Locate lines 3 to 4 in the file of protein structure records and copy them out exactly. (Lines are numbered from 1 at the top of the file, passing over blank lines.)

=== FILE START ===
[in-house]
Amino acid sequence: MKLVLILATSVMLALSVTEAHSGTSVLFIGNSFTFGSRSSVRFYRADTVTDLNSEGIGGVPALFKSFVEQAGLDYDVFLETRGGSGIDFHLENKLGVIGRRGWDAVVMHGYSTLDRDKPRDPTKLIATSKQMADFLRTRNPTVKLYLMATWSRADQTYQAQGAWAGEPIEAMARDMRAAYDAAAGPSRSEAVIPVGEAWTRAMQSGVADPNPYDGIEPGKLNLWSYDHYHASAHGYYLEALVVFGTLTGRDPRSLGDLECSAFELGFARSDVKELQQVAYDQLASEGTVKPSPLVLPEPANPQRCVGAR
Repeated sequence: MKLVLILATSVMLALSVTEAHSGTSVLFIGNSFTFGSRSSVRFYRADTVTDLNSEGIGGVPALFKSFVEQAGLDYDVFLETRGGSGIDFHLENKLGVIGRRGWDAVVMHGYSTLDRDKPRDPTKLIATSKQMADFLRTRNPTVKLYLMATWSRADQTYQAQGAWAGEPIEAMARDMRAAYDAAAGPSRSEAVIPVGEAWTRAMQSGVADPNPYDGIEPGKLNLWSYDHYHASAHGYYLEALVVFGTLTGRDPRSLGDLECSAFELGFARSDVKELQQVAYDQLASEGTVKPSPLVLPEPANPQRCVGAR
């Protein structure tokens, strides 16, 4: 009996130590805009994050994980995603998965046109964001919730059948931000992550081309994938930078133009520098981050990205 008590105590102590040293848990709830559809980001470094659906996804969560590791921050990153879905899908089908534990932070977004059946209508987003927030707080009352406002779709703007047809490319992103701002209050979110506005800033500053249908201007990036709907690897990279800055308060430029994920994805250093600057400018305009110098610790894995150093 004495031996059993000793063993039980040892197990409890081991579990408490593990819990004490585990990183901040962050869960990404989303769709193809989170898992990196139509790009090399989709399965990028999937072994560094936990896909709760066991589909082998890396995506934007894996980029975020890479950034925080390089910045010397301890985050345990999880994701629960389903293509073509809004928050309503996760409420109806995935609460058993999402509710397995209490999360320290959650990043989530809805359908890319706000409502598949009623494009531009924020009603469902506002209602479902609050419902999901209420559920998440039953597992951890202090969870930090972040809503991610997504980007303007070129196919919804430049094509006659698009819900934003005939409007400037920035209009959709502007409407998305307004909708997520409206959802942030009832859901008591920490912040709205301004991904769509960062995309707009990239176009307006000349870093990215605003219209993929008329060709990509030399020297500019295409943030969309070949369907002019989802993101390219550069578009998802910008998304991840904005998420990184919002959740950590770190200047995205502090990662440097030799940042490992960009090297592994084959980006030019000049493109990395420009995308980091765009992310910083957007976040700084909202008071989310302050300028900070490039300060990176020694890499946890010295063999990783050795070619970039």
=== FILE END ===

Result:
Repeated sequence: MKLVLILATSVMLALSVTEAHSGTSVLFIGNSFTFGSRSSVRFYRADTVTDLNSEGIGGVPALFKSFVEQAGLDYDVFLETRGGSGIDFHLENKLGVIGRRGWDAVVMHGYSTLDRDKPRDPTKLIATSKQMADFLRTRNPTVKLYLMATWSRADQTYQAQGAWAGEPIEAMARDMRAAYDAAAGPSRSEAVIPVGEAWTRAMQSGVADPNPYDGIEPGKLNLWSYDHYHASAHGYYLEALVVFGTLTGRDPRSLGDLECSAFELGFARSDVKELQQVAYDQLASEGTVKPSPLVLPEPANPQRCVGAR
């Protein structure tokens, strides 16, 4: 009996130590805009994050994980995603998965046109964001919730059948931000992550081309994938930078133009520098981050990205 008590105590102590040293848990709830559809980001470094659906996804969560590791921050990153879905899908089908534990932070977004059946209508987003927030707080009352406002779709703007047809490319992103701002209050979110506005800033500053249908201007990036709907690897990279800055308060430029994920994805250093600057400018305009110098610790894995150093 004495031996059993000793063993039980040892197990409890081991579990408490593990819990004490585990990183901040962050869960990404989303769709193809989170898992990196139509790009090399989709399965990028999937072994560094936990896909709760066991589909082998890396995506934007894996980029975020890479950034925080390089910045010397301890985050345990999880994701629960389903293509073509809004928050309503996760409420109806995935609460058993999402509710397995209490999360320290959650990043989530809805359908890319706000409502598949009623494009531009924020009603469902506002209602479902609050419902999901209420559920998440039953597992951890202090969870930090972040809503991610997504980007303007070129196919919804430049094509006659698009819900934003005939409007400037920035209009959709502007409407998305307004909708997520409206959802942030009832859901008591920490912040709205301004991904769509960062995309707009990239176009307006000349870093990215605003219209993929008329060709990509030399020297500019295409943030969309070949369907002019989802993101390219550069578009998802910008998304991840904005998420990184919002959740950590770190200047995205502090990662440097030799940042490992960009090297592994084959980006030019000049493109990395420009995308980091765009992310910083957007976040700084909202008071989310302050300028900070490039300060990176020694890499946890010295063999990783050795070619970039």